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Discussion in 'Thumpers' started by wickerman777, Nov 4, 2006.
Make sure it's motorcycle oil unless you want to kill your clutch plates.
Going on a round the world trip?
How much of that stuff did you ever have to use?
:eek1 I feel very unprepared now... I carry 1/8 of that tool list...
Thanks so much for that. Looks like I need to buy lots of tools and a rack for the back to hold them.
I'm also a Canadian in Socal, from the Toronto area. Could not handle the winter cold any longer.
I picked up the oil, new oil filter and the necessary o-rings.
I noticed that the oil filter is a new type to me, it's made of a metal mesh rather than paper.
I read that some people re-use their old oil filters.
What is the best way to clean the used oil filters. I've read that some use varsol, or gasoline, some use wd-40. What about using brake cleaner to clean the old oil filters?
The bike is used and the seller did not have a copy of the owners manual.
Is there any where online that I can download the owners manual?
You following me?
I am from Toronto as well... I must warn you I have a no stalking policy... Unless you are a hot chick! So are you from actual Toronto or just say Toronto because no one has heard of anything else around there? Met a girl last week from North Bay who says Toronto because no one knows where North Bay is...
Anyhow we do not live too far apart and should get together for some brews and riding... Maybe riding then brews to be safe!
Technically "Mississauga" but who knows Mississauga, unless you're a native Indian.
Regarding riding, my philosophy is the more the merrier.
My little brother and his wife live out that direction... I couldn't take the cold or I would move back. I miss Toronto because so other city can really compete with the overall package there if you exclude weather...
Here is the link for the free Yamaha owner's manual download, not printable if that matters to you. You can buy printable electronic versions on Ebay and probably from other sellers.
On a seperate note - I got my Shinko 244s, 4.6x18 for rear and 2.75x21 for front. The 4.6 looks significantly wider than the stock 120/80 (at least unmounted). It looks more like the width of the 110/90 on my DR350, this tire size thing is a bit confusing. Anyone think the Shinko 4.10 would be better on the XT, I need a new rear for my DR so I might use the 4.6 on that bike but I see some think 5.1 is better for the DR. I probably will be OK with the 4.6 on the XT but don't wan't too detract from performance on the little 225, jam mud between the tire and swingarm or bog down the handling with a too big tire.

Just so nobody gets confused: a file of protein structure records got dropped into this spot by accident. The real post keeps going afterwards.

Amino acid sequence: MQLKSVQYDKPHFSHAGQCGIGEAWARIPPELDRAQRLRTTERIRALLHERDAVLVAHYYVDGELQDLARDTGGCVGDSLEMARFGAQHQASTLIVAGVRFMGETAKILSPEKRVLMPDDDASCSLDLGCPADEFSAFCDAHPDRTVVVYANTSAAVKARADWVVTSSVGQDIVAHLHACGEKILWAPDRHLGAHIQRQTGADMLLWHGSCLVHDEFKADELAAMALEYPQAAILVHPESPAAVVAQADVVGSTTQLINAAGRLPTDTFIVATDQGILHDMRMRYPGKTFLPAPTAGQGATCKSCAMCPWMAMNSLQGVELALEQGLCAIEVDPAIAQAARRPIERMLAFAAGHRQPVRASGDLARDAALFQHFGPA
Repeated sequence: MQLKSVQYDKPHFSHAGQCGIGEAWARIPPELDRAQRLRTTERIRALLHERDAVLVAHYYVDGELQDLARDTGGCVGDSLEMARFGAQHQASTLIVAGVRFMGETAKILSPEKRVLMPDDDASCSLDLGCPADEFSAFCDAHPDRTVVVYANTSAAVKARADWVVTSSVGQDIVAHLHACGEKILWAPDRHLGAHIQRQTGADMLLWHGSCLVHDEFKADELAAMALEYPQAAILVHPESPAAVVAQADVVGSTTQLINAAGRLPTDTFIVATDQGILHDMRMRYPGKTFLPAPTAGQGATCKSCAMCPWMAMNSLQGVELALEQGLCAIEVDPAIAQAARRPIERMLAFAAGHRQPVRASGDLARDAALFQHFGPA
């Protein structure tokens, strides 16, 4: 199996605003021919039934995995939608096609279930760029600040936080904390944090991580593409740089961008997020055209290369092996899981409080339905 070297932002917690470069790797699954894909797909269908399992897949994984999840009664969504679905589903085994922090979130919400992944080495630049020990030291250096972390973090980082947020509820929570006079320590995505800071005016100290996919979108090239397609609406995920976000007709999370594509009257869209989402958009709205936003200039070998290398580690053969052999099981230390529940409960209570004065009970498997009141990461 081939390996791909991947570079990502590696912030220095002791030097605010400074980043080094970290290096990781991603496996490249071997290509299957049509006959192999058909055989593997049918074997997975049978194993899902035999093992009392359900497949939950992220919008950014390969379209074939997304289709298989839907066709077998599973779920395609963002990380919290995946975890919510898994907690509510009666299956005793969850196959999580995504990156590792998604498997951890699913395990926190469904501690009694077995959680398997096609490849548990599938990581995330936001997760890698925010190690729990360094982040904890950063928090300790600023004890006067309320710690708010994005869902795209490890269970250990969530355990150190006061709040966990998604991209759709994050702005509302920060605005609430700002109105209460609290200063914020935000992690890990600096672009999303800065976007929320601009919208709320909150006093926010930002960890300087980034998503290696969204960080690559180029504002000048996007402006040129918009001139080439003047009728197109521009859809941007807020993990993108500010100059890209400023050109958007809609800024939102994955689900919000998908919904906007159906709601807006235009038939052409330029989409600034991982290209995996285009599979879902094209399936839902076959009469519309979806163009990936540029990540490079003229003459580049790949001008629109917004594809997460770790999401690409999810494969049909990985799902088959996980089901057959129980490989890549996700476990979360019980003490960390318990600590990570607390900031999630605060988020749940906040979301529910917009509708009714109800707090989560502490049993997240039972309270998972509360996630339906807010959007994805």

I recently mounted a Shinko 244 on the rear and am pretty sure that it's a 4.60. It fits fine and is a great tire. (I'll double check when I head up to my shop & make certain it's a 4.60) The little XT225 makes most tires look big, but it fits fine.
I have a 4.6 on my 2003. The 244 fits fine and hooks up better than most 50/50 tires I have tried. It seems to clean itself pretty well and I have had no restrictive build up. I guess really sticky mud would be an issue as it would for any other tire but I have had no problem like that with the 4.6 244, so far. My 2001 has.....something else on it and doesnt do nearly as well. I take the 2003 with the 244's if I am going into the woods.
Mounted with 244's, with 4.6 on the rear and 2.75 on the front.
My XT225 has a Shinko 244/4.10 on it and it is much to small. I'm changing to a 4.60. My DR650 has a Shinko 244/5.10 on it and it looks and works great.
Many thanks for the great info.
Me for one. I worked 13 years for Caterpillar who had a factory in Mississauga. (Brampton too if I'm not mistaken.) The town name stuck is my brain. I'm a Heinz 57 mutt with possibly a small fraction of Indian blood; the family genealogist has no proof.
Back on topic. Ya both have good taste in bikes. A wee bit longer riding season in SoCal eh?
Yeah, you could say that. Maybe just ever so slightly, I say as I look out at perfect weather over the LA valley.
I am going to remove the carb to give it a good cleaning and figured I might as well change the jets, it is pretty hard starting and slow to warm up. I live at about the same elevation but within a few miles from home the elevation changes are from just above sea level to over 4000ft. I plan to ride (actually my son, not me) the WADBR with it so I would guess elevations are common to about 4000+ft. Do you think it would run too rich at higher elevations, have you ridden yours at this elevation much. I don't want to do anything that makes it louder so I'm going to stay with the stock exhaust and not do any air box modifications.
>"elevation changes are from just above sea level to over 4000ft"
Have ridden the XT225 with jet changes from sea level up to 5,000 ft.
No real issues at that point. If you're riding in Colorado, way up at 10,000 feet, there may be some issues with it running rich.
Got some new toys to install:
Wolfman Enduro tank bag, Clarke 4 gallon tank, 16 tooth countershaft sprocket, Moose handguards, and a Cigar Mike centerstand!
Have you had a chance to ride with the sprocket change? Is the difference noticeable?
Also, my friend mentioned he changed his back sprocket on his supermoto...would changing the back sprocket be the same as changing the countershaft sprocket? Say i changed it from 15-45 to 15-43..will it accomplish the same change? Any body know. Hearing this just blew my mid, not really sure why, though.
I thought that Cigar Mike got out of making centerstands.He put my centerstand step arm on the right side of mine??? OH well I really like it besides that.